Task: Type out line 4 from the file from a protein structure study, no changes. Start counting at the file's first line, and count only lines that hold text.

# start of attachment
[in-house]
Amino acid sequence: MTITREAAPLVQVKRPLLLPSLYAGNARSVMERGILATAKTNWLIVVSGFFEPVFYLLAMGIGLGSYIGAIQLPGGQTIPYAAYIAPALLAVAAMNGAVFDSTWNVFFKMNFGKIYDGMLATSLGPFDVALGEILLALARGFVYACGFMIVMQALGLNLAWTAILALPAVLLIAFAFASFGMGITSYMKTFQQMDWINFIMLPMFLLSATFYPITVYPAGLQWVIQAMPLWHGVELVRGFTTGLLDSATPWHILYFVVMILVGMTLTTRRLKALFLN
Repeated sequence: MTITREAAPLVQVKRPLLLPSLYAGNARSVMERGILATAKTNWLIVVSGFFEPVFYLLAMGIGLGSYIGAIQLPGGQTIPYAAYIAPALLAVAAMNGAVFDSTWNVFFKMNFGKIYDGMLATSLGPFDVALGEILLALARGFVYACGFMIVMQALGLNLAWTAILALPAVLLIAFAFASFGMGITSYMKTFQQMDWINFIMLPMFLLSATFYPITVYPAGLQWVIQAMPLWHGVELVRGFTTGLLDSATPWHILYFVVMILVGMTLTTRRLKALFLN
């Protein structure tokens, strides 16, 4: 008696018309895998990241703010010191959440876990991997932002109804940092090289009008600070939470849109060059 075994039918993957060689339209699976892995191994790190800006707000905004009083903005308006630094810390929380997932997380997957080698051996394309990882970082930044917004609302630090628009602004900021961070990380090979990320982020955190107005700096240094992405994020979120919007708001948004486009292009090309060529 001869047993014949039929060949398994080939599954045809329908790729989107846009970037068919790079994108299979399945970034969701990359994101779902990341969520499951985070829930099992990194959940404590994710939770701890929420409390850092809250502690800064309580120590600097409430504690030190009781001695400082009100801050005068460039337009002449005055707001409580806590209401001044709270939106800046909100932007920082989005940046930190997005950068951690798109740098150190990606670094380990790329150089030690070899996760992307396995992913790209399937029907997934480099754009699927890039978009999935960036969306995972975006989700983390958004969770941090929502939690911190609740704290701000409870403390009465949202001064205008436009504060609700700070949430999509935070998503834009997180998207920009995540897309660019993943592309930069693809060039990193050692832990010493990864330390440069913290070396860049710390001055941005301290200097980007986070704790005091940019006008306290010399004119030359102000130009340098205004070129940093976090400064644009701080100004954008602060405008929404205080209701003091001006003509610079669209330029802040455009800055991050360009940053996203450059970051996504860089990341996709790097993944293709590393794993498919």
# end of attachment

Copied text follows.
């Protein structure tokens, strides 16, 4: 008696018309895998990241703010010191959440876990991997932002109804940092090289009008600070939470849109060059 075994039918993957060689339209699976892995191994790190800006707000905004009083903005308006630094810390929380997932997380997957080698051996394309990882970082930044917004609302630090628009602004900021961070990380090979990320982020955190107005700096240094992405994020979120919007708001948004486009292009090309060529 001869047993014949039929060949398994080939599954045809329908790729989107846009970037068919790079994108299979399945970034969701990359994101779902990341969520499951985070829930099992990194959940404590994710939770701890929420409390850092809250502690800064309580120590600097409430504690030190009781001695400082009100801050005068460039337009002449005055707001409580806590209401001044709270939106800046909100932007920082989005940046930190997005950068951690798109740098150190990606670094380990790329150089030690070899996760992307396995992913790209399937029907997934480099754009699927890039978009999935960036969306995972975006989700983390958004969770941090929502939690911190609740704290701000409870403390009465949202001064205008436009504060609700700070949430999509935070998503834009997180998207920009995540897309660019993943592309930069693809060039990193050692832990010493990864330390440069913290070396860049710390001055941005301290200097980007986070704790005091940019006008306290010399004119030359102000130009340098205004070129940093976090400064644009701080100004954008602060405008929404205080209701003091001006003509610079669209330029802040455009800055991050360009940053996203450059970051996504860089990341996709790097993944293709590393794993498919």